News Brief

NYC Carbon Caps Face Lawsuit

Building owners have filed a legal challenge to Local Law 97, New York City’s building performance standard.

Unconstitutional. Draconian. Short sighted and dangerous.

That’s how a lawsuit brought by building owners describes New York City’s carbon caps for buildings—a.k.a. Local Law 97. The building performance standard (BPS) has yet to go into effect, but owners are already anticipating the fines they’ll have to pay come 2024, and some aren’t happy.

“Local Law 97 purports to combat climate change by setting strict caps on emissions and ‘penalizing’ owners, landlords, and shareholders every year for non-compliance,” the suit reads. “But in reality, these ‘penalties’—which either are grossly excessive fines rendered in violation of due process, or else are improperly City-imposed taxes that lack the requisite delegation of taxing authority from New York State …—will do absolutely nothing to reduce greenhouse gas emissions.”

The suit lays out five arguments for why the law should be revoked:

  • Preemption—The plaintiffs claim that New York State laws supersede the NYC law, making Local Law 97 unconstitutional.
  • Due process—The fines are just too high, according to the lawsuit.
  • Retroactivity—In this section, the suit argues that the penalties are retroactive because they punish owners for decisions made prior to enactment of the law, when the buildings were constructed.
  • Ambiguity—The plaintiffs describe the law as “impermissibly vague and ambiguous” about details such as how emissions will be calculated and how penalties will be determined.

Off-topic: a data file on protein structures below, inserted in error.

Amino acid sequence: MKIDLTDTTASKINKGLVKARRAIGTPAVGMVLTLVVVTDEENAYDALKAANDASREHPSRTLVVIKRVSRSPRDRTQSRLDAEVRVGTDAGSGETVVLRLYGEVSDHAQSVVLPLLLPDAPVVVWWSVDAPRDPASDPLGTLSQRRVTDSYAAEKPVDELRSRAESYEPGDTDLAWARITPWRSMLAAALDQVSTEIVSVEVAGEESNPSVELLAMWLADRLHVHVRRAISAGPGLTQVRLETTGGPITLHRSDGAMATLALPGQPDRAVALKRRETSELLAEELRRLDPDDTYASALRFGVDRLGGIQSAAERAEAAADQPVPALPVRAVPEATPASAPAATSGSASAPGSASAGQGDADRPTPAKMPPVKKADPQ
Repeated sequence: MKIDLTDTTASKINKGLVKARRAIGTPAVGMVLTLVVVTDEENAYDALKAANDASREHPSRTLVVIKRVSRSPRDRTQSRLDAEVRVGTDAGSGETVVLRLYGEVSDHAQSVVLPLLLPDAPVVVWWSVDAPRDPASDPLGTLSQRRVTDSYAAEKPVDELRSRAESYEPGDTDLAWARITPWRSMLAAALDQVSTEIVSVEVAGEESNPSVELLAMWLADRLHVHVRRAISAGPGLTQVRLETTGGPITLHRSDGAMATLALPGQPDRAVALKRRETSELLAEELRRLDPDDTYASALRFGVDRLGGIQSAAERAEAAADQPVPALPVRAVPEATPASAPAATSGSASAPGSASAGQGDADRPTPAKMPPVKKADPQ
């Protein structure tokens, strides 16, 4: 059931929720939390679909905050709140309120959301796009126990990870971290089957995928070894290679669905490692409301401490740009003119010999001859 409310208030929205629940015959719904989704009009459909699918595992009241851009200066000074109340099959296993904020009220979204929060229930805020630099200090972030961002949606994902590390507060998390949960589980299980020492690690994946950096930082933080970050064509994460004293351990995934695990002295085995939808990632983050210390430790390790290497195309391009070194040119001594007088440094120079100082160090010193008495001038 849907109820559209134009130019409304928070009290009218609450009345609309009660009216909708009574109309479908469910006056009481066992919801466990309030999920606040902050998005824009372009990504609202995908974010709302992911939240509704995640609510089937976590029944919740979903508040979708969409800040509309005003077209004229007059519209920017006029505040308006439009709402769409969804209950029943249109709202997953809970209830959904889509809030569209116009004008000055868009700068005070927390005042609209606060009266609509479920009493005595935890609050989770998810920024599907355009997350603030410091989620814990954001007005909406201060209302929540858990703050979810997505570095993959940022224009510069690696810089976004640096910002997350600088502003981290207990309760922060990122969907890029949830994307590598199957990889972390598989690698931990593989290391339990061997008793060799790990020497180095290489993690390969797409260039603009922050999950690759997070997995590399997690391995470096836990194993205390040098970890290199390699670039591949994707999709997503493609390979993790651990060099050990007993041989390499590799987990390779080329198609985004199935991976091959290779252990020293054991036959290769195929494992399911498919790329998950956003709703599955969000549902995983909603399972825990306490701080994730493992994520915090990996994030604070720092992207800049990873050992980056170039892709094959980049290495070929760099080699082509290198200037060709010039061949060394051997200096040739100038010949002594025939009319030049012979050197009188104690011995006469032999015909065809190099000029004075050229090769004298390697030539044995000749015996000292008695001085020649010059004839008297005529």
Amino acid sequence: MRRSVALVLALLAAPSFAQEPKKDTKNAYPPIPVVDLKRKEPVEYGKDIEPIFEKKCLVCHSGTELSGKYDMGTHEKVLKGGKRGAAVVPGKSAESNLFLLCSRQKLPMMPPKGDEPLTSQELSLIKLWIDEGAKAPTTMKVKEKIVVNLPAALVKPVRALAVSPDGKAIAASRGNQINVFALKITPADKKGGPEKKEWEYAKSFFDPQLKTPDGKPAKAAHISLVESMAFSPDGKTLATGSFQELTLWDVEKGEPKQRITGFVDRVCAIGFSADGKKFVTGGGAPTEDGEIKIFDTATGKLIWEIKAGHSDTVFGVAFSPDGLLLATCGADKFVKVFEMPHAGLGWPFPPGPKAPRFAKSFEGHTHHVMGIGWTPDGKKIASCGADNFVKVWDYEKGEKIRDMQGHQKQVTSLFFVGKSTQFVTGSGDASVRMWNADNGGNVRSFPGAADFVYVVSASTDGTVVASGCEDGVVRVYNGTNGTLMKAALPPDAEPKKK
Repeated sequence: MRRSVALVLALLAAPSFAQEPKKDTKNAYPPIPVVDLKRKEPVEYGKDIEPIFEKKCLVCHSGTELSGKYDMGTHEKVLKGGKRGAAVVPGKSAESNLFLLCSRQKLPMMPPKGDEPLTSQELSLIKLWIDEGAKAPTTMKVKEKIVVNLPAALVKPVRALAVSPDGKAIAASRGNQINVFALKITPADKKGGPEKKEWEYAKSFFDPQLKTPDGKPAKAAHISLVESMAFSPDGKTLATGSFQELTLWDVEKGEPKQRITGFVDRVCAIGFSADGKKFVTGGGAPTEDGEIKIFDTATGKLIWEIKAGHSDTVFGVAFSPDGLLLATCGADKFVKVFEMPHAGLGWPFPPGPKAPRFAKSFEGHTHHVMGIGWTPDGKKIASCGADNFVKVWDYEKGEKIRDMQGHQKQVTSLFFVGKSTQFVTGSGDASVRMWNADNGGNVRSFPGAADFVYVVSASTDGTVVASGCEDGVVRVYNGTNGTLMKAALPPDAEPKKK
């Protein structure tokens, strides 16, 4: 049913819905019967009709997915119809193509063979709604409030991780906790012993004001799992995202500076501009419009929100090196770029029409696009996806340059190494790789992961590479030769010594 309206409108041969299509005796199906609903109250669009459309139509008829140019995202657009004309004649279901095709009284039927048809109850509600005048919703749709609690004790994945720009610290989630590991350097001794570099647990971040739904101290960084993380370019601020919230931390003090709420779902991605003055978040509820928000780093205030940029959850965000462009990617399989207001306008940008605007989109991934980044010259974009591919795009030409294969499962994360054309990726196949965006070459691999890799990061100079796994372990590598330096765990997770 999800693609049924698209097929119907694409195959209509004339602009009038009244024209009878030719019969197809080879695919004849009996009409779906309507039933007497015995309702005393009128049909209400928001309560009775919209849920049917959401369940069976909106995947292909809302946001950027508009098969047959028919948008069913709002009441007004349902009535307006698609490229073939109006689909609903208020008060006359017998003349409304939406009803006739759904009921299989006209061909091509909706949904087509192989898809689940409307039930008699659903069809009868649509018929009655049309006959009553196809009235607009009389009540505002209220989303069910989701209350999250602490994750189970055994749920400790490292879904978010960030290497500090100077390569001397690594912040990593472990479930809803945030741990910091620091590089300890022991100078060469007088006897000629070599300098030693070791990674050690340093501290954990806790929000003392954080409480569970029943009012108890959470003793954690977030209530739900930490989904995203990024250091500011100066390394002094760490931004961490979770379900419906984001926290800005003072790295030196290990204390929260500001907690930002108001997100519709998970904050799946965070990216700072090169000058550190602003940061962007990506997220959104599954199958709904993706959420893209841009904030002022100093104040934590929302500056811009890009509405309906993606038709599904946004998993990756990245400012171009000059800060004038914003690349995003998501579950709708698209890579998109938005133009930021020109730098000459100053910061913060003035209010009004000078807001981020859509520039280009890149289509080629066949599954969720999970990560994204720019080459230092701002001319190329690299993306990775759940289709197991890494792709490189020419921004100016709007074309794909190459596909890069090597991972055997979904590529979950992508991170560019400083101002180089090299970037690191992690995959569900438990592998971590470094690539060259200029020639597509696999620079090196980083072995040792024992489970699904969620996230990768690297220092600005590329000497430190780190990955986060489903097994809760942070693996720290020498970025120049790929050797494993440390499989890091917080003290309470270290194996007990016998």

• Illegal taxation—Because the State does not give explicit authority to the City to tax carbon emissions, the fines are improper, according to the suit.

The plaintiffs’ attorney did not reply to interview requests.

Although he declined to comment on the lawsuit or on Local Law 97 specifically, Cliff Majersik of the Institute for Market Transformation said his organization advises jurisdictions to ensure their building performances standards are within their purview. “Jurisdictions should consult with attorneys to understand their legal powers and limitations under their constitutions, the U.S. constitution, and state and federal law,” said Majersik in an email to BuildingGreen.

Majersik listed a number of other lessons learned from early adopters of building performance standards, such as New York City and Washington, D.C. “Building owners need long-term certainty to plan long-lived investments,” he said, adding that owners also “need flexibility to meet requirements in the way and at the same time that makes the most sense for their building life cycles and tenants.”

More on building performance standards

Cities Crack Down on Buildings via Performance Standards

Energy Benchmarking and Transparency Laws: Do They Work?

Building Carbon Caps to Scale Up with New Coalition

NYC Carbon Caps Could Cost More in Frontline Communities

Published July 5, 2022

Melton, P. (2022, June 24). NYC Carbon Caps Face Lawsuit. Retrieved from

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